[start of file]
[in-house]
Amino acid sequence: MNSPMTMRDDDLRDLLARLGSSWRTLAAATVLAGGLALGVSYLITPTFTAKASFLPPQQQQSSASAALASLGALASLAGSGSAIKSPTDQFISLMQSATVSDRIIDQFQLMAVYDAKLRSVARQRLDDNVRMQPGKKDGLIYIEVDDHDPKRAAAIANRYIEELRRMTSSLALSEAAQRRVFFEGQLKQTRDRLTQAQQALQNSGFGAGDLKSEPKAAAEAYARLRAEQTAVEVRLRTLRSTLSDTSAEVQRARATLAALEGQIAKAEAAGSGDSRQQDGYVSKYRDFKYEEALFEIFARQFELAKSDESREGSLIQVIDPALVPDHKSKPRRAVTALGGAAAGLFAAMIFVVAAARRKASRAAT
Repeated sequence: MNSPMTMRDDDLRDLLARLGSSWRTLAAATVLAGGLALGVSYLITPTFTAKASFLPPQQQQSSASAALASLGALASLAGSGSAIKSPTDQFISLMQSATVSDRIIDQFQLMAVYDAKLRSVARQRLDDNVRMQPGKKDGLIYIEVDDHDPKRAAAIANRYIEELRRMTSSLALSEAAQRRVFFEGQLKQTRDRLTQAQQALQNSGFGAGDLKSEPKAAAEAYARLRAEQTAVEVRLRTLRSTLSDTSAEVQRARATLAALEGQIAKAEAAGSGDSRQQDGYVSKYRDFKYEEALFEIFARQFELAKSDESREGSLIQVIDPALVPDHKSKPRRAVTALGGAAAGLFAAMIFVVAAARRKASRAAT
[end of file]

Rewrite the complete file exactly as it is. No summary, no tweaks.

[in-house]
Amino acid sequence: MNSPMTMRDDDLRDLLARLGSSWRTLAAATVLAGGLALGVSYLITPTFTAKASFLPPQQQQSSASAALASLGALASLAGSGSAIKSPTDQFISLMQSATVSDRIIDQFQLMAVYDAKLRSVARQRLDDNVRMQPGKKDGLIYIEVDDHDPKRAAAIANRYIEELRRMTSSLALSEAAQRRVFFEGQLKQTRDRLTQAQQALQNSGFGAGDLKSEPKAAAEAYARLRAEQTAVEVRLRTLRSTLSDTSAEVQRARATLAALEGQIAKAEAAGSGDSRQQDGYVSKYRDFKYEEALFEIFARQFELAKSDESREGSLIQVIDPALVPDHKSKPRRAVTALGGAAAGLFAAMIFVVAAARRKASRAAT
Repeated sequence: MNSPMTMRDDDLRDLLARLGSSWRTLAAATVLAGGLALGVSYLITPTFTAKASFLPPQQQQSSASAALASLGALASLAGSGSAIKSPTDQFISLMQSATVSDRIIDQFQLMAVYDAKLRSVARQRLDDNVRMQPGKKDGLIYIEVDDHDPKRAAAIANRYIEELRRMTSSLALSEAAQRRVFFEGQLKQTRDRLTQAQQALQNSGFGAGDLKSEPKAAAEAYARLRAEQTAVEVRLRTLRSTLSDTSAEVQRARATLAALEGQIAKAEAAGSGDSRQQDGYVSKYRDFKYEEALFEIFARQFELAKSDESREGSLIQVIDPALVPDHKSKPRRAVTALGGAAAGLFAAMIFVVAAARRKASRAAT